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ASU's 'Mission: Interplanetary' podcast hosts talk about the future of space exploration

March 31, 2021

On Feb. 18, the Perseverance rover landed on Mars to search for signs of ancient life and collect samples to return to Earth. The same month, Elon Musk’s SpaceX announced plans for the world’s first all-civilian mission to space. We are in a revolutionary era of space exploration, and humans are becoming an interplanetary species. As we continue to push the boundaries of space exploration, we must also contend with new sets of questions, challenges and opportunities that come with our ever-expanding reach. How can we effectively explore and share the exciting challenges of designing positive space futures?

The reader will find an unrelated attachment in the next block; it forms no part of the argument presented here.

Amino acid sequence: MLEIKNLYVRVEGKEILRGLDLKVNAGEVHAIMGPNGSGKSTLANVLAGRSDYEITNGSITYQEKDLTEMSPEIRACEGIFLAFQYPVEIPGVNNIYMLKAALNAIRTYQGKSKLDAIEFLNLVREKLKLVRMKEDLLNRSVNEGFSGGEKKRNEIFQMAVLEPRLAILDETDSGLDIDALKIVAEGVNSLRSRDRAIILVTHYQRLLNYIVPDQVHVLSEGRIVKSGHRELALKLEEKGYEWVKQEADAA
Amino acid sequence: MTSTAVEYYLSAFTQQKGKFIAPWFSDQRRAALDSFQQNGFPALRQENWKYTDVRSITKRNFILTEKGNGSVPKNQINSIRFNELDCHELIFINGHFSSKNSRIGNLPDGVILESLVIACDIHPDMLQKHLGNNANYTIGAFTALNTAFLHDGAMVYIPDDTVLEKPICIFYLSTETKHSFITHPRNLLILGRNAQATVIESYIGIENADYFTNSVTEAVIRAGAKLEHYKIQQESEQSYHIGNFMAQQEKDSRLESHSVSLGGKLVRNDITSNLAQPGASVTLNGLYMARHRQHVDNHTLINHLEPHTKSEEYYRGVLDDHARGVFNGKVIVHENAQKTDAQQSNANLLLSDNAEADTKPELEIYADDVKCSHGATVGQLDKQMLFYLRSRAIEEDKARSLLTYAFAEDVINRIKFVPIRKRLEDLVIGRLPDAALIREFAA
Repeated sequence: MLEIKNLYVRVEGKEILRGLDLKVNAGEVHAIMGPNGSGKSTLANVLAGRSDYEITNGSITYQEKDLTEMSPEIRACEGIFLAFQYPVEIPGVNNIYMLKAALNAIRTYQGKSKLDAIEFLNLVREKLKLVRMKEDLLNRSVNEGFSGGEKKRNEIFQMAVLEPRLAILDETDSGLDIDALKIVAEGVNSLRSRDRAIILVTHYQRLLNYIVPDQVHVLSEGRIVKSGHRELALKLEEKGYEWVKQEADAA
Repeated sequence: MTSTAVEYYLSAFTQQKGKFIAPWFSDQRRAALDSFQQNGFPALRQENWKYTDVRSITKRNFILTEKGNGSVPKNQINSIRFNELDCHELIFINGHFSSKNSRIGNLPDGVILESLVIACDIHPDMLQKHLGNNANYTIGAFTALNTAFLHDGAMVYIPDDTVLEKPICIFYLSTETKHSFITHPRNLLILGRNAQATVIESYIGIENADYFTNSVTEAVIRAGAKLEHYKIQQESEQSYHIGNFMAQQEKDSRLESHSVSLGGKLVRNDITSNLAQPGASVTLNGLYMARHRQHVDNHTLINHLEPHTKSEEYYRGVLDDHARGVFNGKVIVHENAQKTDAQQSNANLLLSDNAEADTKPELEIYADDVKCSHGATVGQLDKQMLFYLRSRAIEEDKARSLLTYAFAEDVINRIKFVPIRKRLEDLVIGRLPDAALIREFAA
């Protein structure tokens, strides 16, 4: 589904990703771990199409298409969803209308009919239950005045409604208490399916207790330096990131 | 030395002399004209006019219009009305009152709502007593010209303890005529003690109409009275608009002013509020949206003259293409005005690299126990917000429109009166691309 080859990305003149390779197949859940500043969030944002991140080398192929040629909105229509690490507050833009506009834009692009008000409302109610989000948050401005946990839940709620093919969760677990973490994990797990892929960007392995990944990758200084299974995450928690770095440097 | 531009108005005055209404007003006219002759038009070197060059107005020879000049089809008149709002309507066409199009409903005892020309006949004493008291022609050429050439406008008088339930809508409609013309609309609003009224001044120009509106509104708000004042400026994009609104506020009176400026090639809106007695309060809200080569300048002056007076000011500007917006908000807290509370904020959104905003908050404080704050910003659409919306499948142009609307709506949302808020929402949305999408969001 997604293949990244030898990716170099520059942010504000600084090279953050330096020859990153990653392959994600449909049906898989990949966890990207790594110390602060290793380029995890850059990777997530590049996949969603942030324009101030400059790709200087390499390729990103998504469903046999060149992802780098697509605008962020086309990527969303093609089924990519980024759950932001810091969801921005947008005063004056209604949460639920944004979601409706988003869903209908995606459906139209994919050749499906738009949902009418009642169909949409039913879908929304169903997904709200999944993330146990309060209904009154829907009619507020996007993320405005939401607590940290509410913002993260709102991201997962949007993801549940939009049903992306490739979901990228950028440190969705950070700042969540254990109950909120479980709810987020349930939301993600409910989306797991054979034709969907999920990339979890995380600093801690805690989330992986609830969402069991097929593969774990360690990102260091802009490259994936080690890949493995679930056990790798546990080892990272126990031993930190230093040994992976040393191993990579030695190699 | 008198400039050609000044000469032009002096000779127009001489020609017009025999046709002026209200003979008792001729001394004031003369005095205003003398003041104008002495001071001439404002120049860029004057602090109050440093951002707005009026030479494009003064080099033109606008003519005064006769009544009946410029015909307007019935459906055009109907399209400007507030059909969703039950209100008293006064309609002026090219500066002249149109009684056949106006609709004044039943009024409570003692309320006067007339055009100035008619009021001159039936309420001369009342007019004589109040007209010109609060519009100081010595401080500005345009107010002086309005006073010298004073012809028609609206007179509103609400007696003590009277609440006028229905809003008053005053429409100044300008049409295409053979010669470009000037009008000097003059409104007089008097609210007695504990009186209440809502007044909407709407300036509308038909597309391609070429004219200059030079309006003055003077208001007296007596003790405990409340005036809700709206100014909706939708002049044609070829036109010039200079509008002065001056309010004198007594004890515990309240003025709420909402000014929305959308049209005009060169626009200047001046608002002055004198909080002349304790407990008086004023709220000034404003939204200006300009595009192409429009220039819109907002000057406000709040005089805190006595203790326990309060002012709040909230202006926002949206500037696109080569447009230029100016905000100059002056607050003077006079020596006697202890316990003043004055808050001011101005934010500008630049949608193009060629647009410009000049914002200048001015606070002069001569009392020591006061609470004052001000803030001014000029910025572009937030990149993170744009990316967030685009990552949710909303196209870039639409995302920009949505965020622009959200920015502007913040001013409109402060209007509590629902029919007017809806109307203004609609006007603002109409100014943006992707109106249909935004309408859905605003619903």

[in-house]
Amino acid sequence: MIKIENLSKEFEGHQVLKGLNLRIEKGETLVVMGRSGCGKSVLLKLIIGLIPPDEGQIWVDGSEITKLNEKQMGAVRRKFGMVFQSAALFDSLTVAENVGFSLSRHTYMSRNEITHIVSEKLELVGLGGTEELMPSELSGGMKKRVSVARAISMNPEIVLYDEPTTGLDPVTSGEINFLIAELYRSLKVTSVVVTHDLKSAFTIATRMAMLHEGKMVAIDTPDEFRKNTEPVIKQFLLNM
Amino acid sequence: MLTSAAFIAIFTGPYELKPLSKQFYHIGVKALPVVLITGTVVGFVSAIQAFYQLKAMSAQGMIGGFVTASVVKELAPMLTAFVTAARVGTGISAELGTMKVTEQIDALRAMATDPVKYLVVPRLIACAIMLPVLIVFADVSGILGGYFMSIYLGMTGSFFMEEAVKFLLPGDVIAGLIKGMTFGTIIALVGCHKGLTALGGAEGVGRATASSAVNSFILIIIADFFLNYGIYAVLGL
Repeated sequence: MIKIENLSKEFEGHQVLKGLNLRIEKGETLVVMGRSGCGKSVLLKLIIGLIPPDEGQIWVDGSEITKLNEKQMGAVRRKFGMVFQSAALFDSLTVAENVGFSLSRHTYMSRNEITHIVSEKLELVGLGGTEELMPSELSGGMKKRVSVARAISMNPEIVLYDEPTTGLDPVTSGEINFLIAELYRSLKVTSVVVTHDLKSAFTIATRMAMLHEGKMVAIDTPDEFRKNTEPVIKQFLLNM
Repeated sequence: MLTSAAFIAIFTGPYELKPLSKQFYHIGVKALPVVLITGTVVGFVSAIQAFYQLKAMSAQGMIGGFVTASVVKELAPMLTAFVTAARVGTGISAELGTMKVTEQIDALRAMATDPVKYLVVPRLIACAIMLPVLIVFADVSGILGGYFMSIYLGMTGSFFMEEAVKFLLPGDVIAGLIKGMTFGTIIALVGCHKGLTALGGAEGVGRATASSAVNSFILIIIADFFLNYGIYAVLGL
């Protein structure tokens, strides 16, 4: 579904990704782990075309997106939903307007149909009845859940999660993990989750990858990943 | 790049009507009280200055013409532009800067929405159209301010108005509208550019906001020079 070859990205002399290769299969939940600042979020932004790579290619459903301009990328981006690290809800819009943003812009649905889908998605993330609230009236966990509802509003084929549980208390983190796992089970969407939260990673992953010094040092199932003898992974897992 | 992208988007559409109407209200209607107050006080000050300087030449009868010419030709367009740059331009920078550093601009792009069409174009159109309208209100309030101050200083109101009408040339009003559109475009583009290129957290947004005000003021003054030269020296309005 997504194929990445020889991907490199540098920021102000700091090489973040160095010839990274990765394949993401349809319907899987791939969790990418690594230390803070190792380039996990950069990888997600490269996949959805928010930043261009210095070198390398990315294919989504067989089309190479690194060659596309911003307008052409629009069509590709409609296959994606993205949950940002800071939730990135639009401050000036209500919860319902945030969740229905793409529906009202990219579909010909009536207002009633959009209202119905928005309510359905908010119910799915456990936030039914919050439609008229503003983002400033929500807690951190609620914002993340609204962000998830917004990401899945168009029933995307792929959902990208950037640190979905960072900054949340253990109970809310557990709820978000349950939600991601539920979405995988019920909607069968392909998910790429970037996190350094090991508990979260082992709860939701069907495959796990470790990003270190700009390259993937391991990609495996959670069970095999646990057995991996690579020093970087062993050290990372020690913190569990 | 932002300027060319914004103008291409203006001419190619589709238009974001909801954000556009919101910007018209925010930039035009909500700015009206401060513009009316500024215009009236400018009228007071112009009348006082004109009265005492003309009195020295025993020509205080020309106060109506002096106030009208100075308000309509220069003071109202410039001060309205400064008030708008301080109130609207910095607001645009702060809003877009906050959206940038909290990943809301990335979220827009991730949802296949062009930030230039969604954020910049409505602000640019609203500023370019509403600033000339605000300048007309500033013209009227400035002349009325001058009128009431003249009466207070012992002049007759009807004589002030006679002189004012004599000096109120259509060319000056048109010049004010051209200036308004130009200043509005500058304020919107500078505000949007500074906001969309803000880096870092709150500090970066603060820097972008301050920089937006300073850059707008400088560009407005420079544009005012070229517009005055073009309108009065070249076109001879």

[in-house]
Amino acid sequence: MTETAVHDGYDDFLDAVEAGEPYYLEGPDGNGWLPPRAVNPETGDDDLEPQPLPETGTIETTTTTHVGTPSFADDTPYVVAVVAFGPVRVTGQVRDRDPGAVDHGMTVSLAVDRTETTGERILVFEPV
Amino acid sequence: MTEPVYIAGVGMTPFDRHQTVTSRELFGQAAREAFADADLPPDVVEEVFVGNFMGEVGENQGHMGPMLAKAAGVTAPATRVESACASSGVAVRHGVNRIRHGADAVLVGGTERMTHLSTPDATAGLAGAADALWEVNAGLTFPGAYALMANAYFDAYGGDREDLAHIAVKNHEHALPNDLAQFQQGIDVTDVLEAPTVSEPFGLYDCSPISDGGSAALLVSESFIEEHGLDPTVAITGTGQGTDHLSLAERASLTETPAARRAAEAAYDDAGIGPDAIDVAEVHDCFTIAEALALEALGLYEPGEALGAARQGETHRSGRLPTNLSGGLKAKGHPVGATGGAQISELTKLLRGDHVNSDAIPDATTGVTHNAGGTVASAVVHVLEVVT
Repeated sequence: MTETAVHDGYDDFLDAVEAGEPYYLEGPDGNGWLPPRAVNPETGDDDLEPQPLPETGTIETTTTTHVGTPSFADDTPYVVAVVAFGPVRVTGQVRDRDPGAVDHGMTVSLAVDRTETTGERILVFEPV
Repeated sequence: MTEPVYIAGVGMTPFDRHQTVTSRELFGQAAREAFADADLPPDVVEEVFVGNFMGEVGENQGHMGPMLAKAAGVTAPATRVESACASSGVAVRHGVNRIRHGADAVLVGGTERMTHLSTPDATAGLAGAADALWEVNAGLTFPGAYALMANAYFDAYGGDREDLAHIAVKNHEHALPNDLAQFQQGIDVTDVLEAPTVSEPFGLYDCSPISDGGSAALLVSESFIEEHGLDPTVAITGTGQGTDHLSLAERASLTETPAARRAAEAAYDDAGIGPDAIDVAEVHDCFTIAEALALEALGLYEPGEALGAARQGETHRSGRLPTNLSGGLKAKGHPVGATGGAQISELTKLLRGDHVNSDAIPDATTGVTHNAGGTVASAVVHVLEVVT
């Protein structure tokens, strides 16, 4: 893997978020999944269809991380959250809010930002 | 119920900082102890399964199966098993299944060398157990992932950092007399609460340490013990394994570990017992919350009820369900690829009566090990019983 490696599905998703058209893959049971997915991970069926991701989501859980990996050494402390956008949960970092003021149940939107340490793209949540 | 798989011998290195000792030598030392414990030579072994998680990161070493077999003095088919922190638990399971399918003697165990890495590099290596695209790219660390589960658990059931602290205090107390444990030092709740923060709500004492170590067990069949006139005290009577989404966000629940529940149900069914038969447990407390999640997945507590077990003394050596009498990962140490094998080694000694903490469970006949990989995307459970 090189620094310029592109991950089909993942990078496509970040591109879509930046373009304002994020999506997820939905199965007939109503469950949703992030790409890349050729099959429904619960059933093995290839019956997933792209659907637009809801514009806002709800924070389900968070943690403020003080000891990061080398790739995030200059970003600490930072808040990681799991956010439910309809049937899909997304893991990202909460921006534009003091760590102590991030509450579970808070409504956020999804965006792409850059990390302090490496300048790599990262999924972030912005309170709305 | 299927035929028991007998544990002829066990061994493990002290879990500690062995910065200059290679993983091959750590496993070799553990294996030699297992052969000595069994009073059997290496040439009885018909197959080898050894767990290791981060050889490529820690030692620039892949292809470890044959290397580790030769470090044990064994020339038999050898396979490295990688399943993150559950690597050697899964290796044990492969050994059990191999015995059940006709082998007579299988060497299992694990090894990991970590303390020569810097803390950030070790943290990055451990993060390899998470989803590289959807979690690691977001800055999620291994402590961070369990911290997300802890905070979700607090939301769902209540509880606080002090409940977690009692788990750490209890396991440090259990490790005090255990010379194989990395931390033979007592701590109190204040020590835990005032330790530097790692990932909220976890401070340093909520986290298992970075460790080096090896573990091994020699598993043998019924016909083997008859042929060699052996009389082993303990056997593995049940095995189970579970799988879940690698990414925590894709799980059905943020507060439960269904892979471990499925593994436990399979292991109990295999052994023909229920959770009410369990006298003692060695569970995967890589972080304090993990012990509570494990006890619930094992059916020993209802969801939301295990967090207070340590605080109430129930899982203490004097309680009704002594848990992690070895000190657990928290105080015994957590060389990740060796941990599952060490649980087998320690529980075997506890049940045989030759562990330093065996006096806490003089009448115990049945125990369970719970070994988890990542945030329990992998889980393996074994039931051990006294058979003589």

A new podcast from Arizona State University’s Interplanetary Initiative and Slate, "Mission: Interplanetary," looks at those big questions and ponders the glimpses into the future that lie beyond the bounds of Earth. ASU’s Global Explorer in Residence Cady Coleman, a scientist, former United States Air Force colonel and retired NASA astronaut, hosts "Mission: Interplanetary" with Andrew Maynard, ASU’s associate dean of curricula and student success in the College of Global Futures. Together, Maynard and Coleman talk with innovators and thought-leaders and explore new ways of thinking and talking about the future of humanity as a spacefaring species.

“We’re interested in exploring the universe, and there’s really interesting people doing that,” said Coleman at the podcast’s launch event. “Something we made clear to our guests is that we are here to talk about what you want to talk about. Because there are some really big questions about exploring the universe, about what it means to be an interplanetary species.”